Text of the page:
Grades of 16 High School Econ Textbooks

"Economic illiteracy is dangerous," warns economist Todd Buchholz. "I can ride on a roller coaster without understanding centrifugal force. . . . Physics can protect me, whether I believe it or not. But if I ignore basic economics, I could go broke. And if a country ignores basic economics, it could go bankrupt."

These observations about economics are profound. Nations (and individuals) can rise or fall on the basis of their knowledge of economics. When people don’t understand economics, they gullibly embrace "quick fix" promises that make problems multiply and worsen.

One text tells high school readers that the Industrial Revolution set society back because it made many people work for the first time. To the contrary, evidence shows that life was far worse before industrialization boosted productivity and gave people longer lives, new medicines, and better diets.

Ordinarily, it might make sense to recommend that Americans pick up a high school economics text and read it. Sadly, that would probably be a poor choice. The Mackinac Center for Public Policy has reviewed 16 of the top-selling high school economics textbooks used in Michigan. We found only six texts we could grade either an "A" or a "B" for their economic accuracy and freedom from bias.

Errors abound in the economics texts students are reading in Michigan. What follows is a sample of statements that do not inform students, but instead mislead them.

"As societies become more complex, the need for government power tends to increase." From Sanford Gordon and Alan Stafford’s Applying Economic Principles, this statement is tossed out in a matter-of-fact fashion.

Have these authors studied the abysmal track record of government central planning in the 20th century? One of the key reasons for the collapse of the Soviet empire was the inability of the state to keep up with the information and innovations of competitive markets.

Leonard Read, who started the Foundation for Economic Education in the late 1940s, pointed out that the impossible task of one person planning the life of another is made even more complex when a handful of people in government set out to plan the lives of millions. "No mind of man," Read noted, "nor any combination of minds can even envision, let alone intelligently control, the countless human energy exchanges in a simple society, to say nothing of a complex one."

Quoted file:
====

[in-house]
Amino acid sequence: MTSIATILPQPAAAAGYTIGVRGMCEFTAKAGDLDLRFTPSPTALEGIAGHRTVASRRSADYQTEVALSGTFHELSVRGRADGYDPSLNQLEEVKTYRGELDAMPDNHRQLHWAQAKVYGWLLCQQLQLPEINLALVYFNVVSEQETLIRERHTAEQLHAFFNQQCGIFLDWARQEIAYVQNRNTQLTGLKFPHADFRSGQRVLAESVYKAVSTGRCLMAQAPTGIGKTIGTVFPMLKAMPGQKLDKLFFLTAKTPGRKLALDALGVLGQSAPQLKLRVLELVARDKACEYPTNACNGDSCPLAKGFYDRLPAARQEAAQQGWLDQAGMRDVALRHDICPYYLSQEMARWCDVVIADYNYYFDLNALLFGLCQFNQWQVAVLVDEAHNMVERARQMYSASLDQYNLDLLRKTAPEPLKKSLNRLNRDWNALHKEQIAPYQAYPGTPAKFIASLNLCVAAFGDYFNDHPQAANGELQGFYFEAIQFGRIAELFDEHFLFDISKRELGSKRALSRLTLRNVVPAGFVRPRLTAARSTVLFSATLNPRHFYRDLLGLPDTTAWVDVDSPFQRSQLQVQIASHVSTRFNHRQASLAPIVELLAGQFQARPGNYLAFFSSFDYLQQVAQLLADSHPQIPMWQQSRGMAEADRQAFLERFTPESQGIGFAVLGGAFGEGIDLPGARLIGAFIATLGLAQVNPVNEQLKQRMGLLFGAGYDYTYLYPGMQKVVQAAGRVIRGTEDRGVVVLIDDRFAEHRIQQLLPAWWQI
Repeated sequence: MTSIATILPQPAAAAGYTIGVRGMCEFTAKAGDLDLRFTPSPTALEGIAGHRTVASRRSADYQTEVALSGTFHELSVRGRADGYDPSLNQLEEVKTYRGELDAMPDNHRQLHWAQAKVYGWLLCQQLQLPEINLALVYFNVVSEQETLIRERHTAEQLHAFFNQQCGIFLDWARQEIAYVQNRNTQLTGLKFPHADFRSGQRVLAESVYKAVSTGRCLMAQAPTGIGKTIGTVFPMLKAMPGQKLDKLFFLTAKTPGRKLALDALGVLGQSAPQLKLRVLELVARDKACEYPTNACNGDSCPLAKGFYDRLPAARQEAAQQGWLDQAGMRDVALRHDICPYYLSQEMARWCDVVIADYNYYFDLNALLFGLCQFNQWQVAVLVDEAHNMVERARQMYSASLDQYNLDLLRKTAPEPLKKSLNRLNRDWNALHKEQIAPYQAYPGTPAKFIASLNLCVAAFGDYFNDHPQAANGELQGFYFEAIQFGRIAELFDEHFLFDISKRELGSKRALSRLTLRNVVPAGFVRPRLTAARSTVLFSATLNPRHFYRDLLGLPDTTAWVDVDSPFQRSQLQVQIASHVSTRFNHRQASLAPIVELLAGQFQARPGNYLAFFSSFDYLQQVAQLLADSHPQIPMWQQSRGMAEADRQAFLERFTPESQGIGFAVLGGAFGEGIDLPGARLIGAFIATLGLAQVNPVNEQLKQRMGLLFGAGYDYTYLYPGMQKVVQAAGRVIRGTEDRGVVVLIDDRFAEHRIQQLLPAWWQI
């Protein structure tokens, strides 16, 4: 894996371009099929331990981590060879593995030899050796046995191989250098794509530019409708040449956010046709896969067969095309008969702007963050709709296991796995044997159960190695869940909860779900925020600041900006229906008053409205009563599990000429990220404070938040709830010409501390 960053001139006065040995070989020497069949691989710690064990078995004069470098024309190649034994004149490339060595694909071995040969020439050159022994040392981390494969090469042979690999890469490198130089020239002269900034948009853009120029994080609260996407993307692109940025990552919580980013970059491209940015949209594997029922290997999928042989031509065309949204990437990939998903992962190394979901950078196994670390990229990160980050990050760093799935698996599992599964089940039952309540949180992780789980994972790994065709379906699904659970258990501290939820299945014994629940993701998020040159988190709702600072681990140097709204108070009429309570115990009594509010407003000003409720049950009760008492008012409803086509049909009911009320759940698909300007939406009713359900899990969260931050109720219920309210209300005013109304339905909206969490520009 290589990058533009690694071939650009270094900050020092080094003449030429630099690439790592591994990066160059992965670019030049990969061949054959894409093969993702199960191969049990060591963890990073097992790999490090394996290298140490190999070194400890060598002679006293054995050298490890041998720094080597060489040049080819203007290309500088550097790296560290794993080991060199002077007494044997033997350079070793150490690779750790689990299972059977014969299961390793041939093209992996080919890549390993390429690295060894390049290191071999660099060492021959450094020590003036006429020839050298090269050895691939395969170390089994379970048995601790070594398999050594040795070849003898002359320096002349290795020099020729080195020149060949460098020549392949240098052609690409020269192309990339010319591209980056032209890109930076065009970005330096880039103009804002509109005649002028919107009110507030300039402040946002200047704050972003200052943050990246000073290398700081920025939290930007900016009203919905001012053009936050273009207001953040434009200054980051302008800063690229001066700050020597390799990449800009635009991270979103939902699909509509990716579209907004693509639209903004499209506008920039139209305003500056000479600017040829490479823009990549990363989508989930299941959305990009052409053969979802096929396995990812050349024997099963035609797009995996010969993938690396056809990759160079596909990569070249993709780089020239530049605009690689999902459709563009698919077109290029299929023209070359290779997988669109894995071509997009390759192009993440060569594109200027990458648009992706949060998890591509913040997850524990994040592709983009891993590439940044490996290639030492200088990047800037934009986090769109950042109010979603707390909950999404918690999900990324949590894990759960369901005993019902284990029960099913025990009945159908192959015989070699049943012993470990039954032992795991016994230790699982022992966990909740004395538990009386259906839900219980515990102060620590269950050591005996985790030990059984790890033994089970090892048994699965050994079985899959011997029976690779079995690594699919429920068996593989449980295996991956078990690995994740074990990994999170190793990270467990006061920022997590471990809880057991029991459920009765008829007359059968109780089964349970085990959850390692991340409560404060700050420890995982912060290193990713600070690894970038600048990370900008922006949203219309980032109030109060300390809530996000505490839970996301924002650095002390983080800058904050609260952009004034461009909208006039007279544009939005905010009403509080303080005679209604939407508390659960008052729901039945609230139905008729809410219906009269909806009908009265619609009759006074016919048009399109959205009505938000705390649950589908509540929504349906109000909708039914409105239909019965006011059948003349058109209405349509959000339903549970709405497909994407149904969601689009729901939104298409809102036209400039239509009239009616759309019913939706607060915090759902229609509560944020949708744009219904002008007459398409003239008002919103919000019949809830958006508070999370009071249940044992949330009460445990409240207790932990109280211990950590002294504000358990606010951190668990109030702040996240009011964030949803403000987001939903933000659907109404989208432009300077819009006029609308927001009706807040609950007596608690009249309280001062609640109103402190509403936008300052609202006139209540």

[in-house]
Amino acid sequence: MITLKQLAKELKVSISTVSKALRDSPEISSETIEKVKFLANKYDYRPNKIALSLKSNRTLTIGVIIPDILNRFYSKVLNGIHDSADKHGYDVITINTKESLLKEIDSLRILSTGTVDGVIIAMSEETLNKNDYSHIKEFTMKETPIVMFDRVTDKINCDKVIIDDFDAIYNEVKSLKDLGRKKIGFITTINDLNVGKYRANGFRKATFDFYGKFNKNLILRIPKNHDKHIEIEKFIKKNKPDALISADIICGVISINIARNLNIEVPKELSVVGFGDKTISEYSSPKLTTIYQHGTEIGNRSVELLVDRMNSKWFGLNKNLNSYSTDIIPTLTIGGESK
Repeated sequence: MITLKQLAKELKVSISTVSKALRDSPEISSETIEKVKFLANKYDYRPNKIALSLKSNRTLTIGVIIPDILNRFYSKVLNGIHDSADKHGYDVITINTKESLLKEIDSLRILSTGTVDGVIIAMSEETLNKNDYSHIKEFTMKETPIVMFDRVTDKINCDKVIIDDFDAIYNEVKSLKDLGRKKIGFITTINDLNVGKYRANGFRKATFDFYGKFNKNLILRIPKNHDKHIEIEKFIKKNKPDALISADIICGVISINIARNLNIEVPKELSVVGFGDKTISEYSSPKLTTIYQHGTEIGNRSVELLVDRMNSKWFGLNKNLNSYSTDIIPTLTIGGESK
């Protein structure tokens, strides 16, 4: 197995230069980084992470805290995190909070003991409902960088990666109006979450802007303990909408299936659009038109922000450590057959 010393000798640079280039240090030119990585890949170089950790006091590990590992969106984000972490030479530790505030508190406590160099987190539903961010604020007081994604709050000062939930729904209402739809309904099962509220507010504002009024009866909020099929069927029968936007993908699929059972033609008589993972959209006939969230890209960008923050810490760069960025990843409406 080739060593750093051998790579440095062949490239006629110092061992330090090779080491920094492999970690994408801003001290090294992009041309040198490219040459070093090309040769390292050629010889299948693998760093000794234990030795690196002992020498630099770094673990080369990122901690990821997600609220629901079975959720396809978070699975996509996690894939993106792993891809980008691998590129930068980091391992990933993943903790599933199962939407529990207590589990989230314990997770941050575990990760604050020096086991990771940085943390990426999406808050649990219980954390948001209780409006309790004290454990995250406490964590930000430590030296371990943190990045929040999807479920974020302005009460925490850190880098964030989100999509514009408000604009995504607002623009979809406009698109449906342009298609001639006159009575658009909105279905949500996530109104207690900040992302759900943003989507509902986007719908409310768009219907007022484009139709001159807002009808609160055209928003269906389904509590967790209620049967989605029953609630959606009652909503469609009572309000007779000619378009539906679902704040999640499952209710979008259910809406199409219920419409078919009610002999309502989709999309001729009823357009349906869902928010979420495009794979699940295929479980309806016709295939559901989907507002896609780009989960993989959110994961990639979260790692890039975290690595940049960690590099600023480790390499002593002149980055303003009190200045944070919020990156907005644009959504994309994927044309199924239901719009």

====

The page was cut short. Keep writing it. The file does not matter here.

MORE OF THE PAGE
"Despite fears by some Americans that governmental tampering with the free enterprise system would be harmful, most government policies have met with success." David E. O’Connor teaches this to high school students in his text, Economics—Free Enterprise in Action.

Government doesn’t always fail, but the track record hardly suggests that "most" of its policies have been successful. Education? Studies show the more government spends and regulates, the worse the schools become. Monetary policy? Several recessions, a Great Depression, and a currency worth a nickel of its value when the Federal Reserve System was established does not add up to success. Poverty? Recent scholarship shows that $5 trillion in poverty spending since 1965 has only increased the problem.

"During the Industrial Revolution, ‘wages were so low that sometimes entire families had to work.’" Richard Hodgetts and Terry Smart say this in their text, Economics, to tell high school readers that the Industrial Revolution set society back because it made many people work for the first time.

To the contrary, evidence shows that life was far worse before industrialization boosted productivity and gave people longer lives, new medicines, and better diets. Children especially suffered: Large numbers of them died before the age of five and those who survived typically labored under appalling conditions and never heard the phrase, "summer vacation."

"Under a balanced budget, the government would not be able to do things that many people think it should do, like building roads and providing for the needy.’’ Henry Billings, in his Introduction to Economics, apparently believes one of the following: a) when government spends more than it raises in taxes, we get the extra goodies for free; or b) people have to be bamboozled into supporting programs they wouldn’t knowingly want to pay for.

High school students need to learn that a balanced budget means taxpayers pay now for what they get from government now. Deficit spending simply means that today’s taxpayers get the goodies and tomorrow’s get the bills, plus a hefty interest charge.

Perhaps today’s economic texts need to come with warning labels. Certainly authors should make clearer to students what are facts and what is mere opinion. If our current crop of textbook authors could be sued for malpractice, many would need skillful attorneys to stay out of jail.

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(Lawrence W. Reed and Burton Folsom are economists with the Mackinac Center for Public Policy, a research and educational institute headquartered in Midland, Michigan. More on economics is available at www.mackinac.org. Permission to reprint in whole or in part is hereby granted, provide the authors and their affiliation are cited.)

Summary
Many of the most popular high school economics textbooks used in Michigan classrooms contain gross errors and dangerous myths about the market economy and the role of government. Schools should adopt only those texts that teach sound economic principles.

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